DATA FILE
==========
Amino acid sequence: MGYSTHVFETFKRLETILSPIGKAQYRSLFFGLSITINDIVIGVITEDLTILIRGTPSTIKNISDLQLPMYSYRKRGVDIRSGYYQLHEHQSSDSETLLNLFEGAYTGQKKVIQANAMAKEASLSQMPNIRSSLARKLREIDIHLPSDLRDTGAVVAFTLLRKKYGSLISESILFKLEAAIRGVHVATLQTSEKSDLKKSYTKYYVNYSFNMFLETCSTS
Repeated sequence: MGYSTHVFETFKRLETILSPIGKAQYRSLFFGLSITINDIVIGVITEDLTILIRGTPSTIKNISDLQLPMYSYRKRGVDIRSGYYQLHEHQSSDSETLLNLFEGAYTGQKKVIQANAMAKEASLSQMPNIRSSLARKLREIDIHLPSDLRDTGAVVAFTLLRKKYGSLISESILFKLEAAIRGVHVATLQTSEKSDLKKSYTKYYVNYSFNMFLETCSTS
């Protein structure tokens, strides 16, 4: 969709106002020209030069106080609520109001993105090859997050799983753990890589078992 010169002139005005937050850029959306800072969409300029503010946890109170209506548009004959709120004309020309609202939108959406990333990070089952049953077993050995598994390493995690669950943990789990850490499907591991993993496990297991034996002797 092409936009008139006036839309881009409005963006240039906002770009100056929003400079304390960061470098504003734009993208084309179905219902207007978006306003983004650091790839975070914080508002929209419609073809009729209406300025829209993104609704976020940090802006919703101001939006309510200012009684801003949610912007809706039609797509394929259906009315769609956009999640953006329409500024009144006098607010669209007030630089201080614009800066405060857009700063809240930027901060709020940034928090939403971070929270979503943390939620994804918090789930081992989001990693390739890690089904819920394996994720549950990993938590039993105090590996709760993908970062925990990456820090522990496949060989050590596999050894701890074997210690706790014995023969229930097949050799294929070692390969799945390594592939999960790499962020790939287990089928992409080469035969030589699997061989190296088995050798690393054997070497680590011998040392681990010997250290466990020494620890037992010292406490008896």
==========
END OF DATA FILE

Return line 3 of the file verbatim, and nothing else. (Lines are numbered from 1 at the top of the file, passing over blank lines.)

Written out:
């Protein structure tokens, strides 16, 4: 969709106002020209030069106080609520109001993105090859997050799983753990890589078992 010169002139005005937050850029959306800072969409300029503010946890109170209506548009004959709120004309020309609202939108959406990333990070089952049953077993050995598994390493995690669950943990789990850490499907591991993993496990297991034996002797 092409936009008139006036839309881009409005963006240039906002770009100056929003400079304390960061470098504003734009993208084309179905219902207007978006306003983004650091790839975070914080508002929209419609073809009729209406300025829209993104609704976020940090802006919703101001939006309510200012009684801003949610912007809706039609797509394929259906009315769609956009999640953006329409500024009144006098607010669209007030630089201080614009800066405060857009700063809240930027901060709020940034928090939403971070929270979503943390939620994804918090789930081992989001990693390739890690089904819920394996994720549950990993938590039993105090590996709760993908970062925990990456820090522990496949060989050590596999050894701890074997210690706790014995023969229930097949050799294929070692390969799945390594592939999960790499962020790939287990089928992409080469035969030589699997061989190296088995050798690393054997070497680590011998040392681990010997250290466990020494620890037992010292406490008896």